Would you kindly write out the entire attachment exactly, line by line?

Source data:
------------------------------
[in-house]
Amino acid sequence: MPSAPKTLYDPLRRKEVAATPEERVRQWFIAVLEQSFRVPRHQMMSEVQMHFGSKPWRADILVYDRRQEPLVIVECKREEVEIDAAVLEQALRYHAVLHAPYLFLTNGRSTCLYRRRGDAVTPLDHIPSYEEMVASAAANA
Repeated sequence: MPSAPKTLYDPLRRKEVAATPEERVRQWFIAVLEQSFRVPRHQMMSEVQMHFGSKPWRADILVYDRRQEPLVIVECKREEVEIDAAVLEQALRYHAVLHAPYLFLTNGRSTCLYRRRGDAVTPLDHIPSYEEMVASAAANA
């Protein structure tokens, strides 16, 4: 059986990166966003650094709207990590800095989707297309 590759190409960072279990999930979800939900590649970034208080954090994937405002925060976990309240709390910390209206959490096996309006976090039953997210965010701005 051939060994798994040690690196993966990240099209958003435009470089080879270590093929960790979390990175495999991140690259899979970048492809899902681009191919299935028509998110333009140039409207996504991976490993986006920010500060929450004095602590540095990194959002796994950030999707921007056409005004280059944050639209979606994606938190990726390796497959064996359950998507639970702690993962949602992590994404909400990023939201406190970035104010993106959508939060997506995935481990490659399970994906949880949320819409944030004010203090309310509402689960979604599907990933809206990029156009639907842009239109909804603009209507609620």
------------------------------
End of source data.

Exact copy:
[in-house]
Amino acid sequence: MPSAPKTLYDPLRRKEVAATPEERVRQWFIAVLEQSFRVPRHQMMSEVQMHFGSKPWRADILVYDRRQEPLVIVECKREEVEIDAAVLEQALRYHAVLHAPYLFLTNGRSTCLYRRRGDAVTPLDHIPSYEEMVASAAANA
Repeated sequence: MPSAPKTLYDPLRRKEVAATPEERVRQWFIAVLEQSFRVPRHQMMSEVQMHFGSKPWRADILVYDRRQEPLVIVECKREEVEIDAAVLEQALRYHAVLHAPYLFLTNGRSTCLYRRRGDAVTPLDHIPSYEEMVASAAANA
């Protein structure tokens, strides 16, 4: 059986990166966003650094709207990590800095989707297309 590759190409960072279990999930979800939900590649970034208080954090994937405002925060976990309240709390910390209206959490096996309006976090039953997210965010701005 051939060994798994040690690196993966990240099209958003435009470089080879270590093929960790979390990175495999991140690259899979970048492809899902681009191919299935028509998110333009140039409207996504991976490993986006920010500060929450004095602590540095990194959002796994950030999707921007056409005004280059944050639209979606994606938190990726390796497959064996359950998507639970702690993962949602992590994404909400990023939201406190970035104010993106959508939060997506995935481990490659399970994906949880949320819409944030004010203090309310509402689960979604599907990933809206990029156009639907842009239109909804603009209507609620």